Technical Q&As

FL09 - Ejecting the Volume on Which Your Program Resides

Q I'm trying to programatically eject the floppy disk on which my application resides. I need to keep my application running while I programatically access another diskette, a process is similar to an installer. (That's how I know it can be done.) How do I avoid the "Please insert 'Name of Floppy Disk' " alert and keep my application running?

A The problem is relatively simple to describe. If a program accesses an open file on an ejected volume, the system asks the user to insert the disk on which the volume resides. You can, of course, avoid making File Manager calls which read the disk. But resources are a different story.

The Mac OS application programming model assumes the availability of a resource file associated with the application. While your app is running, its resource fork is open, and from time to time resources are read from that file into memory. These resources may be read in for a number of reasons, including (but not necessarily limited to):

  • explicit calls to GetResource in your application code
  • 68K code segments which load implicitly because of an inter-segment subroutine call
  • Toolbox calls like GetNewWindow, which take an explicit parameter identifying the ID of a resource to be read
  • Toolbox calls like StandardOpenDialog, which take no explicit parameters identifying a resource, but do indeed read resources from the current application's resource file
  • many, many Toolbox calls which implicitly need to read unspecified resources from the System file and other files in the System Folder (this is only relevant if the volume on which your program resides is also the boot volume, which is uncommon today)

Unfortunately, it's not possible to overcome this design assumption in any straightforward way. There's no call you can make that tells the system "Stop loading resources for a while now, please." Even if there were, much of the rest of the Toolbox would stop working.

If you don't need to eject the boot volume, then you could index, load, and mark unpurgeable every resource in your application resource fork before ejecting the volume on which your application resides, but this might require a prohibitive amount of memory.

A more optimized technique might be to identify which resources are loaded by your application and, before ejecting the volume, make sure those resources are loaded (and not purgeable). Maintaining this list of resources may require a prohibitive amount of tedium: You may need to do a fair amount of debugger work, probably involving setting A-trap and TVector breaks on calls which cause resources to be read from the disk, such as GetResource, LoadResource, ReadPartialResource, etc. Also, the list of resources which must be loaded may well change quite often as your code evolves.

Unfortunately, there are some portions of the Toolbox which are very tricky to support in this kind of program. There are a few Toolbox calls which implicitly purge or detach resources. For example, disposing a pop-up menu control on certain versions of the system will release the MENU resource. If the user can re-open a window which contains such a control, this presents a problem, because the diskette has already been ejected, and there is no place from which to load the MENU resource data. Your options here are limited: you can avoid the problem Toolbox call entirely or find another way (write your own code) to achieve the same effect. There is no list of Toolbox calls that have this behavior, and the behavior will vary on a case-by-case basis.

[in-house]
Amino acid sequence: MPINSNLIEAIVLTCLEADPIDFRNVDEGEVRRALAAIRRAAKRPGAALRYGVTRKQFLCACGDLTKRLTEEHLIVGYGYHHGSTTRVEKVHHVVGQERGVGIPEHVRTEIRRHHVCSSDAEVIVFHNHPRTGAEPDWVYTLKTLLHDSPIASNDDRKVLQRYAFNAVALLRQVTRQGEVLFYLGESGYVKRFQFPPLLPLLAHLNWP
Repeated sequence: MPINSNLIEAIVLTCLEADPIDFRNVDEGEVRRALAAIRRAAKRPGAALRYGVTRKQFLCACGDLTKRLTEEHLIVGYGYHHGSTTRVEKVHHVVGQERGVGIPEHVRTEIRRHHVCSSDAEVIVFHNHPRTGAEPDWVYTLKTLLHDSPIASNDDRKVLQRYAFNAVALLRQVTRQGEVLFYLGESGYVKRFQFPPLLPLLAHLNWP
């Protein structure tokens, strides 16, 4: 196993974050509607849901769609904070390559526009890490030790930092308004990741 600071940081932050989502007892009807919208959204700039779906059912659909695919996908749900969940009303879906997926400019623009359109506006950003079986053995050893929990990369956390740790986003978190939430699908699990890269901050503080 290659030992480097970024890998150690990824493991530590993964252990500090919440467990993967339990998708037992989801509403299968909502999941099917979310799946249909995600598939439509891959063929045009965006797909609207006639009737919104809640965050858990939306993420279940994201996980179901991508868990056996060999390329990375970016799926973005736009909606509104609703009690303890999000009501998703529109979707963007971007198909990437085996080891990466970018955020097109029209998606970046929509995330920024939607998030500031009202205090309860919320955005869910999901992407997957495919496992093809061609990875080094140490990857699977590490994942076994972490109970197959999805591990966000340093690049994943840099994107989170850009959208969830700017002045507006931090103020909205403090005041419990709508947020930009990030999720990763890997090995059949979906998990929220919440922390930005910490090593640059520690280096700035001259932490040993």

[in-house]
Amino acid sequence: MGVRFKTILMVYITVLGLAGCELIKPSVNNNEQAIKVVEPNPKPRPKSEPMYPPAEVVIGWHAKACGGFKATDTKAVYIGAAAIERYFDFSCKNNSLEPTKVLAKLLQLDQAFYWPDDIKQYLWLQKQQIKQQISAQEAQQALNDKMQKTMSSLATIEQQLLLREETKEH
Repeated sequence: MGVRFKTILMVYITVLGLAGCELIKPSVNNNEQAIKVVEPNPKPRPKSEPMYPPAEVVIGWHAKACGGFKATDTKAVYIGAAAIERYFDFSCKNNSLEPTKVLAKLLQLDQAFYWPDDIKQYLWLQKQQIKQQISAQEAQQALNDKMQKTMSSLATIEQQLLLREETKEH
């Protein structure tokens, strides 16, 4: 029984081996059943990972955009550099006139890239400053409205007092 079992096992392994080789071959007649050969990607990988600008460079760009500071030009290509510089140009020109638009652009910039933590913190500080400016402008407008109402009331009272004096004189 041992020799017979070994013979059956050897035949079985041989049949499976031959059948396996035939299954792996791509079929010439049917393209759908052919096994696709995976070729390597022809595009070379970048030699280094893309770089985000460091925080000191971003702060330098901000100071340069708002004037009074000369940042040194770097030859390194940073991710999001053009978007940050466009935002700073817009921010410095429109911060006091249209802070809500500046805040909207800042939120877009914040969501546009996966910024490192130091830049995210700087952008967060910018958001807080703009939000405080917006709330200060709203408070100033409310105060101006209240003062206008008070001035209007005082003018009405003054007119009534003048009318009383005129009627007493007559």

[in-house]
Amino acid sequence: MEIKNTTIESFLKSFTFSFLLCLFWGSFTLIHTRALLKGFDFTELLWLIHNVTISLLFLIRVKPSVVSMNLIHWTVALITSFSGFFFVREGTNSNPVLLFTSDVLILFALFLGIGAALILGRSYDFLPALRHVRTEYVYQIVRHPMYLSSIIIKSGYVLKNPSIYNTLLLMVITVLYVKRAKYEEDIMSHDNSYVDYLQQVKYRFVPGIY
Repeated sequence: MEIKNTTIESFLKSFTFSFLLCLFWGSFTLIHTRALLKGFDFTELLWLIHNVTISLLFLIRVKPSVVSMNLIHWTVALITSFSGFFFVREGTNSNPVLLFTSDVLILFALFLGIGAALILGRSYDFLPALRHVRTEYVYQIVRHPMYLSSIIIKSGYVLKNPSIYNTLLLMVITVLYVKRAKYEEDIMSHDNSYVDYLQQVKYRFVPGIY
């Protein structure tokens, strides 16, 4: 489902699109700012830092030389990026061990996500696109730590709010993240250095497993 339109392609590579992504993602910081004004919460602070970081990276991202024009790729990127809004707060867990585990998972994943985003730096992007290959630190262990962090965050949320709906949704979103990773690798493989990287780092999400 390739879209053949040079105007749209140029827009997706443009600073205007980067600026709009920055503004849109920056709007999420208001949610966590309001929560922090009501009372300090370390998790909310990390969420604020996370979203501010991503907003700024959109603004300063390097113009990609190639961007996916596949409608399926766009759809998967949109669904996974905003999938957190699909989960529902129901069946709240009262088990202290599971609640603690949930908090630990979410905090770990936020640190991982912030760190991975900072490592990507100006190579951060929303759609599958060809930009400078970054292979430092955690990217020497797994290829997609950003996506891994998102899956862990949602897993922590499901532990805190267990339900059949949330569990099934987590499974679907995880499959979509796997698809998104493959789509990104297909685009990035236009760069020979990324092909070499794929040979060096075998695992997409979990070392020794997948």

If you need to eject the boot volume, your task will be quite daunting, and will not yield results which will work into the indefinite future, since the implementation of Toolbox calls can change, and the resources they must load implicitly can likewise change. There is no list of resources you must load, and there is no programmatic way to determine which resources are used by which Toolbox call. Here's a testimonial from Apple's Installer Tech Lead about his team's experience dealing with this aspect of the problem:

Generally, each new release of system software requires additional resources to be pre-loaded from the System file. Every time we see a new disk swap dialog, we use MacsBug to step back through the call chain until we find the culprit. This is why we always store the list of System resources to pre-load in a resource in the application instead of hard-coding it. If I were a third-party developer, I'd probably store the list in a separate file to make it easier to update.

Another complicating factor is system extensions, including but not limited to virus protection software. Some of these extensions need to get information about the current application in ways which cause disk access. This is one of the reasons why some installers warn the user to boot with extensions disabled (hold the shift key down during boot) before performing an installation.

The bottom line here is that the system's programming model is in direct conflict with what you are trying to do. We'd like to be able to provide a simple way to compensate, but this is a deeply-ingrained design limitation we cannot lift in the forseeable future. What you are trying to do is not impossible, but it's going to be a lot of work.

Special thanks to Kevin Aitken for his assistance with this Q&A.

-- Pete Gontier
Worldwide Developer Technical Support

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